Paraphrase: Williams’s death is bad. But wider racist social injustice and decline into a police state is worse and deserves greater public attention. This is not an endorsement of being dismissive of Williams’s suffering. X is bad. Y is worse. This is not an endorsement of X.

Well, as was pointed out to Dawkins and his crass point making episode: did he really need to point this out in such a callous way, as if we didn’t know that already? Don’t we know already that police in some states are highly likely to pick on black teens and occasionally kill them? This is bad. Really bad. There are many issues in the US that deserve far more publicity than they do, and celebrities get a lot more than they need, deserve, and often more than they bargained for or want. But should PZ have used the death of Williams to make this point?

Personally I think his point is fair enough. But I’m more interested in what others think, particularly commenters that inhabit atheist blogs.

But I’d like to address one specific aspect of the point PZ is making: did he have to use the convenient and timely death of Williams to make a political point? Wasn’t this precisely what Myers was making a fuss about in the first place? Isn’t this hypocritical of Myers to tell us how politicians are using the death of Williams to deflect attention form other matters, while he uses it to direct attention to those matters?

PZ, like Dawkins, doesn’t help his case with suspect rhetoric, when he sees it this way: “thank God that we have a tragedy involving a wealthy white man to drag us away from the depressing news about brown people”

What the fuck? One could say that the disproportionate attention paid to Williams is down to the celebrity angle rather than a white supremacist police state racist angle. What difference would one suppose there would be if some famous and loved black celebrity died while at the same time the police somewhere killed some unknown poor white guy?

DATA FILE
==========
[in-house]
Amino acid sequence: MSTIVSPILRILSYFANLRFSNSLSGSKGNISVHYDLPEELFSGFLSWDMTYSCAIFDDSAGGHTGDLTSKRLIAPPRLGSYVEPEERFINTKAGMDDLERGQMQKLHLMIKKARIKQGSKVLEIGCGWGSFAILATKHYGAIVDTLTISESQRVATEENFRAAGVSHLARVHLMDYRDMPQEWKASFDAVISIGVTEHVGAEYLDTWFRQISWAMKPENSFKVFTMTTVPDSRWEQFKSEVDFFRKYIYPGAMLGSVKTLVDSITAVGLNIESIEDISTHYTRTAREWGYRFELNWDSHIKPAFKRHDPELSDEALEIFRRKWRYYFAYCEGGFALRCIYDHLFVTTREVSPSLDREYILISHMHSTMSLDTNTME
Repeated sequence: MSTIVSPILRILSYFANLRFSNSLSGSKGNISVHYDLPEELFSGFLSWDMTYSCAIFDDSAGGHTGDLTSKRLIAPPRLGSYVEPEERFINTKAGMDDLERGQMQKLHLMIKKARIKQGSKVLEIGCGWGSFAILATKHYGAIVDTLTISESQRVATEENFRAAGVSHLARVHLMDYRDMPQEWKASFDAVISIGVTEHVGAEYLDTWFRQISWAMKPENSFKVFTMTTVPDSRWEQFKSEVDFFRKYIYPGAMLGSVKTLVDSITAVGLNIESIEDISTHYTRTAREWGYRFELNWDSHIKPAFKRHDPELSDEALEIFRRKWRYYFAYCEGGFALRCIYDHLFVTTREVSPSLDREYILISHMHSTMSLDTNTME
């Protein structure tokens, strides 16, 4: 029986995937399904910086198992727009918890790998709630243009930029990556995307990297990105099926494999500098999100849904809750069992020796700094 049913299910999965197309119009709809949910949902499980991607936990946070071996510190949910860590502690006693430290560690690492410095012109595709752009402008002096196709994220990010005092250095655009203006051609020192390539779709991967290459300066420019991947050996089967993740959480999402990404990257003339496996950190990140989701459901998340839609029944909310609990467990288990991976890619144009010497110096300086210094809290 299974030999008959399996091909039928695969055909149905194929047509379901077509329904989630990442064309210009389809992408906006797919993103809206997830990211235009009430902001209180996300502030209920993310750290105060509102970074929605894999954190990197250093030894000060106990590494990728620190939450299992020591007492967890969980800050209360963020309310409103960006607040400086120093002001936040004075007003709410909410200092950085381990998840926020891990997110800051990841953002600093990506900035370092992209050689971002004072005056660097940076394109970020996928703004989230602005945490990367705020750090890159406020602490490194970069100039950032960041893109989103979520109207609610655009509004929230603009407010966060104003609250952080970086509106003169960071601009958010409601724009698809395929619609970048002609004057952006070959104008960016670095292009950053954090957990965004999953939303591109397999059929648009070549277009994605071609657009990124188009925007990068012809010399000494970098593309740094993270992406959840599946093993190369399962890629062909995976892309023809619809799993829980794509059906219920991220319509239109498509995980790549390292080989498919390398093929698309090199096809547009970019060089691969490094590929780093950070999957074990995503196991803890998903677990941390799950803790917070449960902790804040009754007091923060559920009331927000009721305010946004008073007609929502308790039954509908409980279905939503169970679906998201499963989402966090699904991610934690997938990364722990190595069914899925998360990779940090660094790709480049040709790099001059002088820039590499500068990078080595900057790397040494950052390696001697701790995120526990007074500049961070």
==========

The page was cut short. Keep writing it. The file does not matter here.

But really, the PZ post, like the Tweets from Dawkins, deserve little more than a face palm. Not everyone sees it that way.

Elsewhere PZ gets even more stick. On Jerry Coyne’s post comparing the lovely tribute to Williams from Stephen Fry with the post by PZ …

“Wow, I knew Myers could be a you-know-what, but this is terrible. How can someone post something like this? There’s something very cold and mean about that guy. I don’t understand it.”

“I hate to say this but, based on this obscene commentary and his anti-Israel fulminations, Prof. Myers is turning into a schmuck of the first order.”

“Great letter from Fry. And PZ really should be ashamed. As if Williams chose this moment for the purpose to serve government interests. Really, really awful.”

You’ll notice how in this last one the comment by PZ about the convenience of the death of Williams for politicians has been totally misunderstood. PZ wasn’t suggesting in the slightest that Williams made the choice but that the convenience, however coincidental, fell in favour of politicians. If you can’t connect the dots here one wonders how visitors to Coyne’s blog grasp the undirected aspects of evolution.

Perhaps the critics of PZ, on his site and on Jerry’s, could learn from Dawkins:

X is bad. Y is worse. This is not an endorsement of X.